Last week the Finance Ministry sent a text message to Israel’s business reporters: “Huge success in sale of state’s shares in Discount Bank today. State of Israel sold 8.33% of Discount’s stock to Swiss bank UBS for NIS 552 million.”
What are we to understand from that “huge success”? What exactly is the great coup? Was it that the shares were sold for some extraordinarily good price? Was it some terrific increase in the bank’s value during the years the state owned the shares? Was the ministry perhaps referring to the privatization process as a whole? Perchance Discount drove progress and innovation in the entire banking sector? Was there some great success here?
You probably know the answer. The “huge success,” if any, was at most a technical one in that the state managed to sell the shares on the stock market. By any other economic parameter, the bank’s privatization was a very small success indeed.
The state sold Discount Bank in 2005 at a very low share price, and that price stayed very low over the years. In fact, minus its subsidiaries, mainly its bank in New York, Discount has been fluctuating between losing money and making a vanishingly small profit for years.
Last week the Bank of Israel’s supervisor of banks published his annual report. However you comb through it, you won’t find an explanation of Discount’s miserable profitability. The Bank of Israel’s report, meanwhile, is replete with data, analyses and tables, all very edifying to be sure. But the true story of the banking system isn’t there. The Bank of Israel has no particular desire to tell it.
Here are some items you will find in the report about last year.
• The banking system’s income from interest (the difference between the interest it charges on loans, overdrafts and so on, and the interest it pays on deposits) came to NIS 23 billion.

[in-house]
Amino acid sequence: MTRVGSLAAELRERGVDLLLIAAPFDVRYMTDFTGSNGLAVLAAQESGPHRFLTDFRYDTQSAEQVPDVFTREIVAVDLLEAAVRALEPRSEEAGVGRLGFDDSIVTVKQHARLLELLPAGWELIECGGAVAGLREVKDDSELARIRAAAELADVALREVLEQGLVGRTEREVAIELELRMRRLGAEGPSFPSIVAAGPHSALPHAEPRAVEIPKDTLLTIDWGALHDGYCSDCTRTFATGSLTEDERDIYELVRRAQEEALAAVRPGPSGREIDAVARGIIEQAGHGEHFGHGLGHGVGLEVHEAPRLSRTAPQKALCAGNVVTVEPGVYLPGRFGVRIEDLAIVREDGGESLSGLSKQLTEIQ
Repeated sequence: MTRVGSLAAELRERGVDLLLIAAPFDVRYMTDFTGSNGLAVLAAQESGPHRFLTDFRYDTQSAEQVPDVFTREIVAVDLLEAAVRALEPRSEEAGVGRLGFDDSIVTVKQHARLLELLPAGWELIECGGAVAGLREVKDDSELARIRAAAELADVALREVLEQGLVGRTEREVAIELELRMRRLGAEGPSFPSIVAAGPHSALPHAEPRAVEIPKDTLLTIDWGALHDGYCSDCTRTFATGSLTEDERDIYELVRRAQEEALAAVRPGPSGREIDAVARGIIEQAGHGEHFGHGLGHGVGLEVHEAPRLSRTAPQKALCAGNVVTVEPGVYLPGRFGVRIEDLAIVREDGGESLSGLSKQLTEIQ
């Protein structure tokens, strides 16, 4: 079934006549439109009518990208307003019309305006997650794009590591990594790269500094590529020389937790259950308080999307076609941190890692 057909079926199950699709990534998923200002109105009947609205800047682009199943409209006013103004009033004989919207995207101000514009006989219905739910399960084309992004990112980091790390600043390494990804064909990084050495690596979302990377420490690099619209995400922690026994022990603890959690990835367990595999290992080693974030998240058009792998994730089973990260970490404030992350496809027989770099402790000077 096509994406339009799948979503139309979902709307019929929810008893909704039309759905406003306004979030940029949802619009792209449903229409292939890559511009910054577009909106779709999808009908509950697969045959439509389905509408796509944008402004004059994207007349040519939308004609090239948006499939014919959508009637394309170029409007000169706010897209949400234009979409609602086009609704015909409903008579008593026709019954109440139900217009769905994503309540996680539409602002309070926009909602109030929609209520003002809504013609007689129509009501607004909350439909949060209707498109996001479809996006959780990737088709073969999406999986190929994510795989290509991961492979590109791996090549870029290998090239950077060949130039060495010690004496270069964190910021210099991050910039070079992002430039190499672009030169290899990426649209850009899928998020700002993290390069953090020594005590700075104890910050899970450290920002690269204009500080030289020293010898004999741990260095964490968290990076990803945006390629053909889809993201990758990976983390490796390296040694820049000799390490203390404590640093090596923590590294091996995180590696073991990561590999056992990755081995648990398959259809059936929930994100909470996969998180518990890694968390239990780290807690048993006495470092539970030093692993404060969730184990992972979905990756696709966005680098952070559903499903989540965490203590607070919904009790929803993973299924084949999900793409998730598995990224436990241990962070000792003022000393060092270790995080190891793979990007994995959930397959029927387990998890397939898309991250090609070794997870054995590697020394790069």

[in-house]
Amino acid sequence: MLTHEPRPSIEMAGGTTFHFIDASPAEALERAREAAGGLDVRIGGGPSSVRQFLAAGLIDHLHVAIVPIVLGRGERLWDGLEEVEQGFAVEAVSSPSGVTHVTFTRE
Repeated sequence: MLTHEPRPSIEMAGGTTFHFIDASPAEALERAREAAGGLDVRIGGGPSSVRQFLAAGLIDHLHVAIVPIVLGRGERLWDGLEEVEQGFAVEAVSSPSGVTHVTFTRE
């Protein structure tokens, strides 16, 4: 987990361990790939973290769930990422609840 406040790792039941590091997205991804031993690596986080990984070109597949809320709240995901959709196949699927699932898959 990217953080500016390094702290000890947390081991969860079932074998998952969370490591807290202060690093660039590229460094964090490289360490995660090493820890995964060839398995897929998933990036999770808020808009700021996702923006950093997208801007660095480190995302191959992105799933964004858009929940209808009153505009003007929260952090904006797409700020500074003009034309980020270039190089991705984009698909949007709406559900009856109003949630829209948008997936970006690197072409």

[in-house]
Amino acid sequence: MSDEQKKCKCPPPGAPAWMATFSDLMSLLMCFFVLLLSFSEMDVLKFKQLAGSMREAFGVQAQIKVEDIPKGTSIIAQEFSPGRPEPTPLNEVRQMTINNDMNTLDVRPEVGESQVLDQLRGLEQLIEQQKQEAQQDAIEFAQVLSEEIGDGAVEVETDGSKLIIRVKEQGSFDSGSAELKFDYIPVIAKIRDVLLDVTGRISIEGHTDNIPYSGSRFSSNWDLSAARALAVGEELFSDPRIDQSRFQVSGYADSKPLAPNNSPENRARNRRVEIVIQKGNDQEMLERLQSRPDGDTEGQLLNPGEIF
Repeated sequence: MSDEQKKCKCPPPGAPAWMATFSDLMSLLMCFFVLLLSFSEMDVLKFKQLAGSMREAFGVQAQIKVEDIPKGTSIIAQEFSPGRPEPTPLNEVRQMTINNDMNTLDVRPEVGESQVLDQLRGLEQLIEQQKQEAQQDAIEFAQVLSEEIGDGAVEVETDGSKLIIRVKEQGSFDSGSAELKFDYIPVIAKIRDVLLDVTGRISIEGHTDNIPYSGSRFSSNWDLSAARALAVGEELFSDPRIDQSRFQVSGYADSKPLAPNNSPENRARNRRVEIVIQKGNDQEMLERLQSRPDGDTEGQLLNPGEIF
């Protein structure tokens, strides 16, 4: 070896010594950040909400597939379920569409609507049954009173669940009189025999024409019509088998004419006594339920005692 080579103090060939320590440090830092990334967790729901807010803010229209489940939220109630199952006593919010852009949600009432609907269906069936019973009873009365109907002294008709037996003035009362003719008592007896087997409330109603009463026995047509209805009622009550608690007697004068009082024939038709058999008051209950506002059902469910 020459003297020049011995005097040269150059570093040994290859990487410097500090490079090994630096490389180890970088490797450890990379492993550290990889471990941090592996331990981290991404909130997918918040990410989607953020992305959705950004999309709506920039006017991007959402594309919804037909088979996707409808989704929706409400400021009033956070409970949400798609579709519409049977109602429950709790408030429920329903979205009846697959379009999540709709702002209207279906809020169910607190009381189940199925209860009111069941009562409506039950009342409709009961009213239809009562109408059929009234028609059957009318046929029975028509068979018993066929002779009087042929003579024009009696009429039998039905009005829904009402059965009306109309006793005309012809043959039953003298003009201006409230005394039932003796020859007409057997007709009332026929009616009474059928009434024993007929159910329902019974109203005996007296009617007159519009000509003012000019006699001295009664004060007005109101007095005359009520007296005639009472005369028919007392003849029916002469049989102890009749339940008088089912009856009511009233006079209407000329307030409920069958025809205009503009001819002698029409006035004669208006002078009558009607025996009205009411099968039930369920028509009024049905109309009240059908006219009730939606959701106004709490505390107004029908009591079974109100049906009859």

• The banking system’s income from service fees (all those fees you pay, for instance, when depositing checks and paying bills) came to NIS 16.1 billion.
• Salaries and other wage-related costs for the 47,000 employees of the banking system totaled NIS 14.5 billion.
If you read the business press, you’ve probably followed the titanic battle between certain Knesset members for or against the Bank of Israel regarding banks’ service fees. The Bank of Israel aimed to lower the burden on households. During economic and financial booms, you have also probably read newspaper articles about the banks’ sky-high profits.
All these stories are good ones, interesting too, but they don’t tell the real story of the Israeli banking system.
The reforms of Israel’s banks have not achieved, and probably never will, any significant reduction of bank fees or interest charges. That’s because the supervisors of banks over the ages have all known but don’t want to talk about the fact that the banks have a monster to feed, namely, their bloated staffs.
They have 47,000 hungry workers to keep in clover who cost NIS 14.5 billion a year directly. But in fact the cost of keeping them on the payroll is much higher. The cost of maintaining about 1,200 branches with their information systems, maintenance, management and general costs runs to another NIS 10 billion a year.